Wednesday, July 14, 2010


I love yoga. No, you don't understand. I loooooooove it. Doing yoga is like giving yourself a full body massage. Whenever I come out of a class, I feel relaxed, loose and fluid. And when you are doing the same parallel routine in a room full of people, it creates a peaceful, communal energy that just can't be achieved when you do it by yourself.

The problem is, it's so damn EXPENSIVE. The cheapest unlimited 3-month pass I can find is $200 (fortunately at a studio down the street...holla!), and I've seen as high as $300. You can drop in at most places for around $10-15 a class, and most studios have a pay-what-you-can class once a week, but those tend to be too crowded for the individual attention that I demand. And I feel justified slightly in paying so much for it because I could potentially hurt myself if I don't have the proper supervision, I appreciate the group dynamic, and the scheduled classes keep me committed.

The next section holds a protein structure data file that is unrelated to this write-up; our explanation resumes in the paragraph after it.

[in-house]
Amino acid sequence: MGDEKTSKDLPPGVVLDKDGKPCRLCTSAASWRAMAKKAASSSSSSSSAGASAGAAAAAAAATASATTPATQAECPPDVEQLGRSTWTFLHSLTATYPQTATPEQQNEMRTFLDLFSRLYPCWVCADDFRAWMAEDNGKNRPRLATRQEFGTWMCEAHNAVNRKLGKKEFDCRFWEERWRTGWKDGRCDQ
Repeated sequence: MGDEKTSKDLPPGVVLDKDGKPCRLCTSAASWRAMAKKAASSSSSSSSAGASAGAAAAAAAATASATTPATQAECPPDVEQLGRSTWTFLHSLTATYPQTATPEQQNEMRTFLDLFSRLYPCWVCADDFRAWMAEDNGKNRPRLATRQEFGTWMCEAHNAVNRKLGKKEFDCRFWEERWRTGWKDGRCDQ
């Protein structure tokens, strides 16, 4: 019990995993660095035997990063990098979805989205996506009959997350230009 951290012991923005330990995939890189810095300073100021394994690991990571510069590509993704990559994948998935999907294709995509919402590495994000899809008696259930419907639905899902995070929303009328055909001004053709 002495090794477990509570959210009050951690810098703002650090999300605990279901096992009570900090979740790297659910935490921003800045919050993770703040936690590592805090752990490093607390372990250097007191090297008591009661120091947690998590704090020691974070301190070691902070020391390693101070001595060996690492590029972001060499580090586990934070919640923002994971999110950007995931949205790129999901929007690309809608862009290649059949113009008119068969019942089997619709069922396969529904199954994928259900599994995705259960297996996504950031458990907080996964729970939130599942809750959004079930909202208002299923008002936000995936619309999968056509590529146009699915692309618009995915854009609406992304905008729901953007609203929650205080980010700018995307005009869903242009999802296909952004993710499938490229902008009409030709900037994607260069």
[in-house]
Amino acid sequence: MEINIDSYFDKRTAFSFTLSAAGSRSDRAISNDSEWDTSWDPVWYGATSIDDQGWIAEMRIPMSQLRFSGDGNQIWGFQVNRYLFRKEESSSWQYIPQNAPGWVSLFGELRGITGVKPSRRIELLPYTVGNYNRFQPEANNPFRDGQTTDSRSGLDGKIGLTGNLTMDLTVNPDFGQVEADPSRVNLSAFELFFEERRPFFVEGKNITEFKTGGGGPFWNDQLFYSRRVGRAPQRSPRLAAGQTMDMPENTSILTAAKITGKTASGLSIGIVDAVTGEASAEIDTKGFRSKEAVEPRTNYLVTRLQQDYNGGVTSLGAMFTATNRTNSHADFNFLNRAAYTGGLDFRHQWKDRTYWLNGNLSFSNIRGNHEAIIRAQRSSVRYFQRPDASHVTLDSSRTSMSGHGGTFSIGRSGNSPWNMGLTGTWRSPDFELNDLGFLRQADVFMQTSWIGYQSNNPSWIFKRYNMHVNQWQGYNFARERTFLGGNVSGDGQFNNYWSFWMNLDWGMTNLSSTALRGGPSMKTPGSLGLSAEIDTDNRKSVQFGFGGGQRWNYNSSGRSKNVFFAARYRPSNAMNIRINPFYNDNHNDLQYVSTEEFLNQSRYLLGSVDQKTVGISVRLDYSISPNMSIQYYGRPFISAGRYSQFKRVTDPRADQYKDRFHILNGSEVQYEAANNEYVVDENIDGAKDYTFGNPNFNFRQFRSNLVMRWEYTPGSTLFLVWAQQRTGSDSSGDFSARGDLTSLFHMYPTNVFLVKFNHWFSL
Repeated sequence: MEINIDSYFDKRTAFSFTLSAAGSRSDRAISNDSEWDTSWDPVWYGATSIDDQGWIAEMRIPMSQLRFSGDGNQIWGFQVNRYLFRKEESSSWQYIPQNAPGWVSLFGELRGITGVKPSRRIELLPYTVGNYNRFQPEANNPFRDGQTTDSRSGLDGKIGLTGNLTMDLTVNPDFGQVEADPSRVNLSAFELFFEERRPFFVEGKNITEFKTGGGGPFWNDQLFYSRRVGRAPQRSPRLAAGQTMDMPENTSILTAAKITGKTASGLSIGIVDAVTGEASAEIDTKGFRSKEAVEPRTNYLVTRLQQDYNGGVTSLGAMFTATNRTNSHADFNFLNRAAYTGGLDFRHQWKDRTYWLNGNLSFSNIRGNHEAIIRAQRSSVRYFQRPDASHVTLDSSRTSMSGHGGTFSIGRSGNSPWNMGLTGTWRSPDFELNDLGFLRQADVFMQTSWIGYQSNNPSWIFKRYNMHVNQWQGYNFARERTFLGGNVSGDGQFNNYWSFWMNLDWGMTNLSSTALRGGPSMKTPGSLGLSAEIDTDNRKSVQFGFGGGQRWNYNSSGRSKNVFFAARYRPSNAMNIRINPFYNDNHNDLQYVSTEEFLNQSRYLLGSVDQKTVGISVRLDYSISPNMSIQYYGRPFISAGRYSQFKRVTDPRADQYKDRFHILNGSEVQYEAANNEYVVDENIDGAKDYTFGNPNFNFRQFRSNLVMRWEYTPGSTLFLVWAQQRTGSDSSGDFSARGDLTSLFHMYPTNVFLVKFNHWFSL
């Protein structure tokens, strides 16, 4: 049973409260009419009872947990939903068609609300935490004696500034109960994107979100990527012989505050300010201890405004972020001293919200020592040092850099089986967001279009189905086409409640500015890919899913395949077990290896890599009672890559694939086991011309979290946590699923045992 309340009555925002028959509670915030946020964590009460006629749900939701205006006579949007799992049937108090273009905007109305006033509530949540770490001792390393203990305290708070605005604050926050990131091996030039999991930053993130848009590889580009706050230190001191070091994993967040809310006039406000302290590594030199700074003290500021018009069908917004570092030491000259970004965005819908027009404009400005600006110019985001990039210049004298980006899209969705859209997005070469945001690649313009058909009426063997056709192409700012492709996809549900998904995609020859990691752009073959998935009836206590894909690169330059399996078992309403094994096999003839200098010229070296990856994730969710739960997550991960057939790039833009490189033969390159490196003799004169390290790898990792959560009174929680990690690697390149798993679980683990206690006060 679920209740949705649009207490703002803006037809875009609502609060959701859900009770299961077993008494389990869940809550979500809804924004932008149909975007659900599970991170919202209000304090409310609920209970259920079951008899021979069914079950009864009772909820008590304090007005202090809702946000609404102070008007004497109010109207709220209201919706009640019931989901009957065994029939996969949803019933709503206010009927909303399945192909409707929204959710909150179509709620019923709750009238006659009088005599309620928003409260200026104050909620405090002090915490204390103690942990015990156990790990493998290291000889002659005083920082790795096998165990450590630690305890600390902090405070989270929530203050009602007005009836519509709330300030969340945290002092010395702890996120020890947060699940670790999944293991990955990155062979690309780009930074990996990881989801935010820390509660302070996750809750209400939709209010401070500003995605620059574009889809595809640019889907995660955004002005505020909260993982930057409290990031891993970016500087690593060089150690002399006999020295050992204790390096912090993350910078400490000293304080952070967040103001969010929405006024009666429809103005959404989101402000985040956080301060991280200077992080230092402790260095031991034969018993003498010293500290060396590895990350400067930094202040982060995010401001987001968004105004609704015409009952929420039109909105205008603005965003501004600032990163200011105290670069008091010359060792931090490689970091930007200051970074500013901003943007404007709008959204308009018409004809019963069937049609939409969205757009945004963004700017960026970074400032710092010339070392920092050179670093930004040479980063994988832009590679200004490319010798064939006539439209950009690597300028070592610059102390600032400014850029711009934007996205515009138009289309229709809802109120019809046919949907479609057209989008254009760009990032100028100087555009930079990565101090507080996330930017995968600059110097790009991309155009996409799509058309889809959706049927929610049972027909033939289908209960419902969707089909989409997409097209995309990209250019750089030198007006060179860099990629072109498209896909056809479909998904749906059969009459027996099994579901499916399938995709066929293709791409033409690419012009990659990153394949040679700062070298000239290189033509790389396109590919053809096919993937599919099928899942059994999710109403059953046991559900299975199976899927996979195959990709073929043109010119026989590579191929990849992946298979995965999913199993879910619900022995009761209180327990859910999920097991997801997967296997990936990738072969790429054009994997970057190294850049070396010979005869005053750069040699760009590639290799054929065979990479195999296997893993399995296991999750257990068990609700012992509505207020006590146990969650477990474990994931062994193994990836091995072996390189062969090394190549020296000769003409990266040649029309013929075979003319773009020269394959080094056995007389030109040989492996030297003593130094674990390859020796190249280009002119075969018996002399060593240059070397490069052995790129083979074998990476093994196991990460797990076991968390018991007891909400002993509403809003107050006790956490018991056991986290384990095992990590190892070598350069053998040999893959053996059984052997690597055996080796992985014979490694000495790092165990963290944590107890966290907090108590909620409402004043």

However, I still don't quite get the cost. Most yoga studios are in gutted out buildings and they look like the insides of Chipotles. To my knowledge, there's not much equipment maintenance, unless the studio provides mats, blocks, straps, and balls (for which they charge rental fees). Further, the AC just doesn't seem to work well in most of the studios I've visited (and no, I didn't accidentally go to a bikram class), so it doesn't seem like there's much overhead. I would think that if the prices were lowered, more students, young moms, and frugalistas like myself would participate. Has yoga reached the point of negative returns? No really, I would like someone to explain it to me. I'm not asking this rhetorically, because I really just don't understand the economics of fitness.


  1. Here's the economics: Charge as much as people are willing to pay.

  2. and clearly I perpetuate that by paying what they tell me to.